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MySQL is a free, open source Relational Database Management System (RDBMS) that uses Structured Query Language (SQL). DO NOT USE this tag for other DBs such as SQL Server, SQLite etc. Those are different DBs which all use their own dialects of SQL to manage the data.

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39
votes
Use COUNT, internally the server will process the request differently. When doing COUNT, the server will only allocate memory to store the result of the count. When using mysql_num_rows, the serve …
answered Oct 12 '12 by Matthew
1
vote
Check out the UNION operator http://dev.mysql.com/doc/refman/5.0/en/union.html
answered Dec 9 '11 by Matthew
0
votes
You can add a new column called rank (or something else that's meaningful), assign it to some value above zero for rows which are more important. You would then order by rank first, then order by id. …
answered Apr 13 '12 by Matthew
1
vote
When you do a select, you can give the column an alias. SELECT id AS 'PeopleID' FROM People
answered May 1 '12 by Matthew
2
votes
If it's going to be a C# program, consider using MSSQL Server Compact, check it out here: http://en.wikipedia.org/wiki/SQL_Server_Compact
answered Dec 21 '11 by Matthew
1
vote
What I tend to do in my applications is save the original image. Upon lookup, either generate a thumbnail (or whatever sized image) and put this into a cache directory, or if the image already exists …
answered Jul 18 '12 by Matthew
3
votes
You should use a join and table aliases select p.title, p.content, u.name, p.date from posts p join users u on u.id=p.user_id If you don't want to use the join syntax, you can do the same with the …
answered May 4 '12 by Matthew
0
votes
your select must either be the fields in the group by, or aggregates. MySQL let's you include columns that are not part of the group-by / aggregate, it becomes ambiguous as to which value productno and productname should be represented, which is why I opted for a sub-select instead. …
answered Jan 12 '16 by Matthew
0
votes
In MySQL for exact value types (DECIMAL, INT) employs half up rounding (so 12.5 rounds to 13). For approximate types (FLOAT, DOUBLE), MySQL will typically use round half even aka bankers rounding …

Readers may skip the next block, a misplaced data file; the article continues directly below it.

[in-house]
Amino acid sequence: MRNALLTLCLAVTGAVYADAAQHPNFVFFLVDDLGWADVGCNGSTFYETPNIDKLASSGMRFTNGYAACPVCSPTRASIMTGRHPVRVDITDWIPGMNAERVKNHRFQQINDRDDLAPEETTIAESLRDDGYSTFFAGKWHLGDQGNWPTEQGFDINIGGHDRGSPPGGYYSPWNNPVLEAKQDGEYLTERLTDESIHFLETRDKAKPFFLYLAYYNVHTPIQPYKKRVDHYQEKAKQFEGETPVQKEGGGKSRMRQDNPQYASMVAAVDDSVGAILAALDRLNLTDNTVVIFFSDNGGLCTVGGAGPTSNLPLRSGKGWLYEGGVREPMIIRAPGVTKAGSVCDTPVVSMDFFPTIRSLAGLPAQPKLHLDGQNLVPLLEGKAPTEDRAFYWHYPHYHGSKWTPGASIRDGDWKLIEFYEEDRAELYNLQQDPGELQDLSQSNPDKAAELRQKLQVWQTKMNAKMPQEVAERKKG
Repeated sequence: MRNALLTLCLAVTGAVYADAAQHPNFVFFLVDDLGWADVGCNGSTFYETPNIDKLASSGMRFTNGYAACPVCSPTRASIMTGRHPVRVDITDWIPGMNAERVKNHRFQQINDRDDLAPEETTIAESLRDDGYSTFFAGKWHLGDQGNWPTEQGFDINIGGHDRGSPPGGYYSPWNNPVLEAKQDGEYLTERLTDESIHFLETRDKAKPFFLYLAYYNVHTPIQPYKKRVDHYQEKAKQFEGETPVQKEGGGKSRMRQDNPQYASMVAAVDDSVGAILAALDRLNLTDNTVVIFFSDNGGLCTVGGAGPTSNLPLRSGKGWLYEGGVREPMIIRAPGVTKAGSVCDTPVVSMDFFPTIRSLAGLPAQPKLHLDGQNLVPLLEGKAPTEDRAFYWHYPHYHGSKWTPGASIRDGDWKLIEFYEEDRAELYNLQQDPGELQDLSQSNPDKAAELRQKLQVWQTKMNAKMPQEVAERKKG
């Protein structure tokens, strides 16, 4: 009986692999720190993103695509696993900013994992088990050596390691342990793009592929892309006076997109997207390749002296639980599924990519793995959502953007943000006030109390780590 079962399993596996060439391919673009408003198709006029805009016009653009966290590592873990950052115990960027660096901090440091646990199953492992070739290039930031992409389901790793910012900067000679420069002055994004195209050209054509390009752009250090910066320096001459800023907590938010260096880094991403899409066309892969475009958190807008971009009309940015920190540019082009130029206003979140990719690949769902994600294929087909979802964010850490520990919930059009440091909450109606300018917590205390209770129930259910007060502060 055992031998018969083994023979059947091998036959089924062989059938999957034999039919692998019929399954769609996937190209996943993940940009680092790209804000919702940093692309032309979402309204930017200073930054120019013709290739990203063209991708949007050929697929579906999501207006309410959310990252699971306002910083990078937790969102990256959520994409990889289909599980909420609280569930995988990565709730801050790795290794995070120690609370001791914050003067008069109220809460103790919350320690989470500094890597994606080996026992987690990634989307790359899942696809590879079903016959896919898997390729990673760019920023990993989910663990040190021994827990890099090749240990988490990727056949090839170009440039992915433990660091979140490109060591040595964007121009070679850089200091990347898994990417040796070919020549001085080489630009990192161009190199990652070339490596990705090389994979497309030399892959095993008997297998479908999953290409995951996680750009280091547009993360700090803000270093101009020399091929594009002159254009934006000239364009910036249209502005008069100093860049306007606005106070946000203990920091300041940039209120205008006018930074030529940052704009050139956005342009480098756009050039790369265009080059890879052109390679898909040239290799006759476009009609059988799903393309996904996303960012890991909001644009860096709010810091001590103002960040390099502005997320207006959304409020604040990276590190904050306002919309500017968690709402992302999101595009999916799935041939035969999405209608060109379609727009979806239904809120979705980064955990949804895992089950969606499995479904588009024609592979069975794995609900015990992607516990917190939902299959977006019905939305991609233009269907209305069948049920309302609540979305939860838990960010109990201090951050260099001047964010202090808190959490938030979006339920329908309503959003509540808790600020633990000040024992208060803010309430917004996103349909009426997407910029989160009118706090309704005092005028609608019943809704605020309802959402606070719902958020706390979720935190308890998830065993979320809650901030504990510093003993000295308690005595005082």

answered Mar 28 '12 by Matthew
1
vote
It's probably this line: $sql = mysql_fetch_row(mysql_query("select title from Book where Book_ID = '$book_id'")); Try using a different variable name.
answered Mar 19 '12 by Matthew
2
votes
It all depends on the settings and schema of your database. Whatever you do I would recommend against serializing data as per your suggestion 1, if you serialize the data you can no longer write quer …
answered Jan 2 '13 by Matthew
8
votes
You could do one of two things: SELECT e.*, ie.aaa, ue.bbb, ue.ccc FROM ie LEFT JOIN e ON ie.e_id = e.e_id LEFT JOIN ue ON ie.e_id = ue.e_id AND ue.unrelated_id = ? WHERE ie.other_id = ? ORDER BY .. …
answered Aug 10 '12 by Matthew
0
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It would depend on the size of data that is the result of the date predicate. If it's large (thousands of records), then the ORDER BY could benefit greatly from an index on earnings. If it's relativ …
answered Mar 24 '13 by Matthew
6
votes
Do not do this, suppose someone links to your page, http://mysite.com/article.aspx?ArticleID=1234, and you delete some index before it, all of a sudden 1234 references something entirely different. N …
answered Jul 12 '12 by Matthew
3
votes
This is due to the way you're writing your query. In MySQL, the backslash character \ (which is present in file paths) has special meaning, which is to escape the next character. You need to encode … ); command.ExecuteNonQuery(); } } } This answer might not be 100% accurate, because I don't have MySQL on my computer, but hopefully if it doesn't work, it should at least give you some information about how to approach this problem. …
answered Feb 16 '13 by Matthew

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